In 1912, the unsinkable Titanic sank. New Mexico became a state. The Republic of China was established. The discovery of the South Pole was announced. The Girl Guides (now the Girl Scouts) organization was formed. San Francisco (where thousands, perhaps millions would eventually leave their hearts) welcomed its first municipally owned streetcars on its streets.
And in another municipality, 2,000 miles away from the city by the bay, Geneva City Hall opened its doors.
Geneva is celebrating this from 9 a.m. to noon Saturday, May 19, at City Hall, 22 S. First St.
Back in 1912, city officials buried a time capsule at the building’s cornerstone, on the southeast side. What was placed inside? Find out Saturday, when the contents of that capsule, and the capsule itself, will be displayed as part of the festivities, said City Administrator Mary McKittrick. And today’s city officials are collecting 21st century items to place in a new capsule, to be buried in the same location.
Mayor Kevin Burns will welcome participants, give opening remarks and announce the capsule contents. Then will be the taking of a community photo, showing Geneva City Hall as it is today, with today’s residents. Anyone and everyone who wants to be part of it will be asked to move to the east side of the building for a big group photo, which will then be placed into the new time capsule. (Photographer Tom Nichol will be high above the crowd, perched in a bucket truck across the street.)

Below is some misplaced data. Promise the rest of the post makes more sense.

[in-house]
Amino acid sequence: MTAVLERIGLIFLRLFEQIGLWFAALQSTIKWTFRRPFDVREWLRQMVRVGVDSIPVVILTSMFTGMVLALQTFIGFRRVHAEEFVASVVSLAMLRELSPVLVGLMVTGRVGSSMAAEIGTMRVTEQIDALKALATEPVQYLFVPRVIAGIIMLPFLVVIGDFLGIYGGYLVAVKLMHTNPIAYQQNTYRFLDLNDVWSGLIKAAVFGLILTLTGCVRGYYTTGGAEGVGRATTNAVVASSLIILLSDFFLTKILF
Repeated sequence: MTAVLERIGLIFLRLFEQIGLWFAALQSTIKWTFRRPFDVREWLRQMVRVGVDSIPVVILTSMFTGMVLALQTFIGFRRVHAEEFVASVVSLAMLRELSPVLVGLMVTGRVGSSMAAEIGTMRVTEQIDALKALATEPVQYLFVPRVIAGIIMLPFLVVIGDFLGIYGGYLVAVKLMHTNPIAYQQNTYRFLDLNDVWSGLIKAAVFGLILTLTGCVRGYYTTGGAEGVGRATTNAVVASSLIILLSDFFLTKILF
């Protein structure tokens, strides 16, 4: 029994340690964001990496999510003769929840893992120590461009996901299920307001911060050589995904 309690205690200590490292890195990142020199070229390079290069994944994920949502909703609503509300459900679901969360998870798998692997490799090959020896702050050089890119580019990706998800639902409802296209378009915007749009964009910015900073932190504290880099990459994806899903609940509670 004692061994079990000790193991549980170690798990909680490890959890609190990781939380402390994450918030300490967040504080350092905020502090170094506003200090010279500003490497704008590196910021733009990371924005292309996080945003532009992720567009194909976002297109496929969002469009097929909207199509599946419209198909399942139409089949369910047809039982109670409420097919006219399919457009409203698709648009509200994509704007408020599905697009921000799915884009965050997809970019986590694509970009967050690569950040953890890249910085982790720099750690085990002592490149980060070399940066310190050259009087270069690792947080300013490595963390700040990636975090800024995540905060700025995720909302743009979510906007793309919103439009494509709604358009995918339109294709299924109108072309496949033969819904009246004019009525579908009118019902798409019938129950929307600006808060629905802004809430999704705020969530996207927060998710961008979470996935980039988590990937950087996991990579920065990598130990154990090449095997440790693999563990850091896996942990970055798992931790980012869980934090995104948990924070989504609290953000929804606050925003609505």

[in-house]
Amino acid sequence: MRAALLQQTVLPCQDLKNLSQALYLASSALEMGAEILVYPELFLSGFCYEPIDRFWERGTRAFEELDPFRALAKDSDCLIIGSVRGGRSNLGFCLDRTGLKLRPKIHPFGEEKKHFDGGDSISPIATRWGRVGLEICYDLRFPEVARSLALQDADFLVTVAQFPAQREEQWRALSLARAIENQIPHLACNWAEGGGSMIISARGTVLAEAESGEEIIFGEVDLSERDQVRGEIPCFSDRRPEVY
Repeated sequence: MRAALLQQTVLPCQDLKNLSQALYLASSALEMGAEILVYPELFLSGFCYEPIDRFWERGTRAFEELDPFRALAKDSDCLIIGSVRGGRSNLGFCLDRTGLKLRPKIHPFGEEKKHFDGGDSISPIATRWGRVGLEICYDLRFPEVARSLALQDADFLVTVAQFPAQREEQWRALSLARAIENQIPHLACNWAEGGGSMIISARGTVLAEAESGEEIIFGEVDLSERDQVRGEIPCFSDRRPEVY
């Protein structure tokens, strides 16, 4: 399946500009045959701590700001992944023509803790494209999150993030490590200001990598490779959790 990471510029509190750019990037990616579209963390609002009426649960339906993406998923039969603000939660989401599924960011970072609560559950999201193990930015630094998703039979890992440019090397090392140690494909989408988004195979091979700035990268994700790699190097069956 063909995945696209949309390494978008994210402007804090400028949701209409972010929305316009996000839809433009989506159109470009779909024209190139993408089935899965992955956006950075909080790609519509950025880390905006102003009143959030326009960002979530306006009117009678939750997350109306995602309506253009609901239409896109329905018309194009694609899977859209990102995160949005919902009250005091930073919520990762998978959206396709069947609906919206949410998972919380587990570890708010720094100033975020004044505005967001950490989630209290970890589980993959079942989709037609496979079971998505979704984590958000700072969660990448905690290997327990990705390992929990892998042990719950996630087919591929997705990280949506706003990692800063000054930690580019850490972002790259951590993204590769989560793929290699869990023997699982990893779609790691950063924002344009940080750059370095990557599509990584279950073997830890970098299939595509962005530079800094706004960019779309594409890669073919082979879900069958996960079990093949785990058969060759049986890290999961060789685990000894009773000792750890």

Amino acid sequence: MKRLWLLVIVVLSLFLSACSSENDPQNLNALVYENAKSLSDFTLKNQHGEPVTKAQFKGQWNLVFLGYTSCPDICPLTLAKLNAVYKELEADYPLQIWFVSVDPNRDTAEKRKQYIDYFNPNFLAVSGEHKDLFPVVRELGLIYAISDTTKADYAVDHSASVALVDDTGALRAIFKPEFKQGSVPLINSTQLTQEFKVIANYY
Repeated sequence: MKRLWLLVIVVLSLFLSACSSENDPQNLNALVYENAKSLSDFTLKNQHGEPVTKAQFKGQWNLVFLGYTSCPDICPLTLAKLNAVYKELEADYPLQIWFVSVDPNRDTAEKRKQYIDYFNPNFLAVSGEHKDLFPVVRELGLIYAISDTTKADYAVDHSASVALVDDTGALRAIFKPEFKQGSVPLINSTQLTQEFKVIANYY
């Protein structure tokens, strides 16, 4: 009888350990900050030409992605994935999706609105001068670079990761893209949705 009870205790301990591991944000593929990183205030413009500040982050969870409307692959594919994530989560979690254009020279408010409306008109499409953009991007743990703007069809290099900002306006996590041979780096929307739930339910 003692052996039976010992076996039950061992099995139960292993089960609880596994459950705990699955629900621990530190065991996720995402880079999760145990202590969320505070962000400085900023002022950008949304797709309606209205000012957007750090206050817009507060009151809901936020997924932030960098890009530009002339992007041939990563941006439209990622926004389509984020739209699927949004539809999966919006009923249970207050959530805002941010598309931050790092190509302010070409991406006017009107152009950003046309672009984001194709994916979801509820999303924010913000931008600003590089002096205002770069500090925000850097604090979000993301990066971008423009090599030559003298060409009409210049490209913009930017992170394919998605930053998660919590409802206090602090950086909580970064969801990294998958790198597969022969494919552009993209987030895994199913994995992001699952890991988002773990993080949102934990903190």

Following the photo, participants can tour the building and enjoy treats from and . The tours will include information on how the use of the building has changed over the years, as well as stories about Geneva’s past. The first 100 “tourists” will receive a special Centennial Coin, which will also be available for purchase.
As part of the celebration, , in memory of , Geneva businessman and building commissioner, who died in July 2010 of complications from cancer.
“He spent so much of his career and his life in this building,” McKittrick said of rededicating the building in Lencioni’s honor. “He knew every inch of it better than anyone I’ve ever known.”
When people visited City Hall and wanted to look around, Chuck gave the tours, McKittrick said. “He was our ‘go-to’ guy, because he knew it so well,” she said. For one thing, he was in charge of several of the renovations of the building, and could explain the changes that were made, she pointed out.
He was also a big proponent of preservation of the building, she said. At one point, the council chambers had been carpeted. “Over time, he advocated to have that carpet removed and the original floors refinished,” McKittrick said. “That’s what we have today, and it’s because of him.”
Saturday’s celebration also will include a performance by the Geneva High School marching band, and more.
Come be part of the fun. There’s won’t be another celebration like this one, after all, until 2112.